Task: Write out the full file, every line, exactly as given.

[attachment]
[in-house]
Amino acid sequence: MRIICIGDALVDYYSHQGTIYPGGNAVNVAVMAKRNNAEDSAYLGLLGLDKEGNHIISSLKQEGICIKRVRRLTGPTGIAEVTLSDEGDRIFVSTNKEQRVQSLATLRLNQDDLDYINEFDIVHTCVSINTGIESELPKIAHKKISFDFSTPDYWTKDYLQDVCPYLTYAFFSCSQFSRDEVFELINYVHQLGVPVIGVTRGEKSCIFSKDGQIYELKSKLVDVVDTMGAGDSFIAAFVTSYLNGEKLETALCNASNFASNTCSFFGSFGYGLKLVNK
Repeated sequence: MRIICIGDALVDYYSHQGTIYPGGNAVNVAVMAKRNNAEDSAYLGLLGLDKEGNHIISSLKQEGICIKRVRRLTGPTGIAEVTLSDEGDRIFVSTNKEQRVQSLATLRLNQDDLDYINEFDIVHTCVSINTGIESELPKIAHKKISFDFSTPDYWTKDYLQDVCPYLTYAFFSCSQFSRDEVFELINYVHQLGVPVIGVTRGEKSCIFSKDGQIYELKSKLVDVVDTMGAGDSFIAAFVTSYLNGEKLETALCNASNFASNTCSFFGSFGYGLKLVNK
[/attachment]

[in-house]
Amino acid sequence: MRIICIGDALVDYYSHQGTIYPGGNAVNVAVMAKRNNAEDSAYLGLLGLDKEGNHIISSLKQEGICIKRVRRLTGPTGIAEVTLSDEGDRIFVSTNKEQRVQSLATLRLNQDDLDYINEFDIVHTCVSINTGIESELPKIAHKKISFDFSTPDYWTKDYLQDVCPYLTYAFFSCSQFSRDEVFELINYVHQLGVPVIGVTRGEKSCIFSKDGQIYELKSKLVDVVDTMGAGDSFIAAFVTSYLNGEKLETALCNASNFASNTCSFFGSFGYGLKLVNK
Repeated sequence: MRIICIGDALVDYYSHQGTIYPGGNAVNVAVMAKRNNAEDSAYLGLLGLDKEGNHIISSLKQEGICIKRVRRLTGPTGIAEVTLSDEGDRIFVSTNKEQRVQSLATLRLNQDDLDYINEFDIVHTCVSINTGIESELPKIAHKKISFDFSTPDYWTKDYLQDVCPYLTYAFFSCSQFSRDEVFELINYVHQLGVPVIGVTRGEKSCIFSKDGQIYELKSKLVDVVDTMGAGDSFIAAFVTSYLNGEKLETALCNASNFASNTCSFFGSFGYGLKLVNK